confidence, responsibility, inner self-consistency, anxiety, impulsiveness, willpower, accuracy. The sharpness of the contour is determined by pressing, differing in magnitude / strong, medium, weak / and in character / regular, with oscillations/. Closure of the ring expresses the degree of confidence in the success and stability of interpersonal relationships, and the presence of a gap (small or explicit) indicates a lack of self-confidence as the bearer of a certain role, either in one’s partner or in this relationship. Also the presence of a clear gap can talk about the possibility of allowing close, deeply intimate relationships with another person, and sometimes, on the assumption of the idea of divorce. In this way, the gap in the ring can be interpreted as some impermanence of the subject himself and the possibility of a new choice and even withdrawal (the gap is an «emergency exit»). The nature of the discontinuity can be estimated from the scope – the general deviation of the line when points are connected on a circle. The scope can be large, medium, small, which indicates such characteristics as: impulsiveness – self-possession; variability – constancy; neglect – respect for interpersonal relationships. Additional details: strokes, symbols, inscriptions, glare, «rays» and others, give an idea of the personal maturity of the subject or his infantilism (the presence of «rays», glare, symbols, inscriptions of his name or the name of the partner); personal anxiety; uncertainty (the presence of strokes, strikethrough, contours); about the importance of one’s own person (an inscription of one’s own name or initials, symbols – «crowns», «stone», «pigeon» on the «own» ring); about the romantic relationship (usually during courtship and the «young family») and the positive attitude towards the partner, the recognition of his/ her importance and significance, is evidenced by a certain symbolism, glare, «rays» on the ring of the partner. At the time of receiving the instruction and during the drawing process, the subjects usually display a verbal reaction of a different nature: from fears and refusals to readiness to fulfill the task and pleasure from the drawing, which gives additional information about the person: the presence of situational anxiety, uncertainty; fear of a non-standard task, creativity, emotional state.

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When presenting this technique, like any other projective method, it is important to record all the reactions of the subject (verbal and non-verbal) and the features of the drawing process. The method we have modified is convenient to use, time-saving, interesting to the subjects, sufficiently informative, does not cause any difficulties in the analysis and interpretation. Frequency analysis is used to process the data obtained using this technique. Social and psychological questionnaire of ideas about marriage and family (SPQMF-1) The author of the Social and psychological questionnaire of ideas about marriage and family (SPQMF-1) is M.P. Kabakova (M.P. Kabakova, 2004). The questionnaire consists of 89 questions and is designed to study the views, attitudes, interests, settings and expectations of spouses in married couples. The main task of compiling (constructing) the questionnaire was to study the values, attitudes, representations of the spouses about various aspects of joint life (conjugal and parental-child relationships); certain aspects of marriage and the relationship of partners in the past and present; determination of the existence and measure of the relationship between the family life of spouses and that of their parents, i.e. the assumption of continuity of attitudes and way of joint life in the parent and «daughter» family was tested. Examination of the questionnaire for validity and reliability was held in 1997 on a large sample of respondents. Instruction: «Dear respondent, each family differently builds their relationships, their way of life, educates their children, but some families live happily, others – difficultly, with quarrels and misunderstandings. It is important for scientists to understand why this happens, what matters for the happy life of the family and the successful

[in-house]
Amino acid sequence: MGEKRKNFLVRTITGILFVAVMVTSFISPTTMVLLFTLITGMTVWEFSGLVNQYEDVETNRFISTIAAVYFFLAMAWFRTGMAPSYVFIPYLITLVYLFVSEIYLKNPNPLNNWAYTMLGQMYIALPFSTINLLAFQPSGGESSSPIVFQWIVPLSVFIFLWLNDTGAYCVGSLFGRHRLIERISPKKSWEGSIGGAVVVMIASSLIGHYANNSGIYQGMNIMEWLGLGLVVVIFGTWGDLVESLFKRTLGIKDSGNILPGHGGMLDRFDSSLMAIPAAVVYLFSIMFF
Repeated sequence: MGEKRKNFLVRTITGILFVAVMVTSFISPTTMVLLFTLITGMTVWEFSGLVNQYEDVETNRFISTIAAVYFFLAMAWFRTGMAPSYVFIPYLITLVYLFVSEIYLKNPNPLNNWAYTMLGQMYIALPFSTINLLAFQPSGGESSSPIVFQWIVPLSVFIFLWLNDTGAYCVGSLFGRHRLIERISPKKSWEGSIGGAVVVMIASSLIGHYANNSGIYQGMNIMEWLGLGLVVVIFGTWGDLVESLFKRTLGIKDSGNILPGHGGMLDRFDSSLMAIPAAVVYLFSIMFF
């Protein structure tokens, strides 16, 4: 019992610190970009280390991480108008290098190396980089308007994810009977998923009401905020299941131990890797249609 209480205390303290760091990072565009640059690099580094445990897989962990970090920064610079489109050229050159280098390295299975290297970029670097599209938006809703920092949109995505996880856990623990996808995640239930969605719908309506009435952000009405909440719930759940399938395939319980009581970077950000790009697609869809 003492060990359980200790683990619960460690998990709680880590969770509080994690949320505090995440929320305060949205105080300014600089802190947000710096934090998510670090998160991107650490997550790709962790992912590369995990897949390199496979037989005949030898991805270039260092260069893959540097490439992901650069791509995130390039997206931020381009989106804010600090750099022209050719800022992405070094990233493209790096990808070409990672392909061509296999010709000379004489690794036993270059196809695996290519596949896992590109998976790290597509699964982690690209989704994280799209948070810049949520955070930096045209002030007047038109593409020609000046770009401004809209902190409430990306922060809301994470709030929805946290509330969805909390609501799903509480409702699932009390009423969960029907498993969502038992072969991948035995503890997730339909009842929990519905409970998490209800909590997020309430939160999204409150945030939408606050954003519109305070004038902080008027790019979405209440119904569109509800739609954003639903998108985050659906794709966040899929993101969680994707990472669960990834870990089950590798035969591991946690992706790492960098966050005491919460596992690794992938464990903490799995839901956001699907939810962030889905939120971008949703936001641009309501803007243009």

Chapter 3. Family Psychology as a Practical Science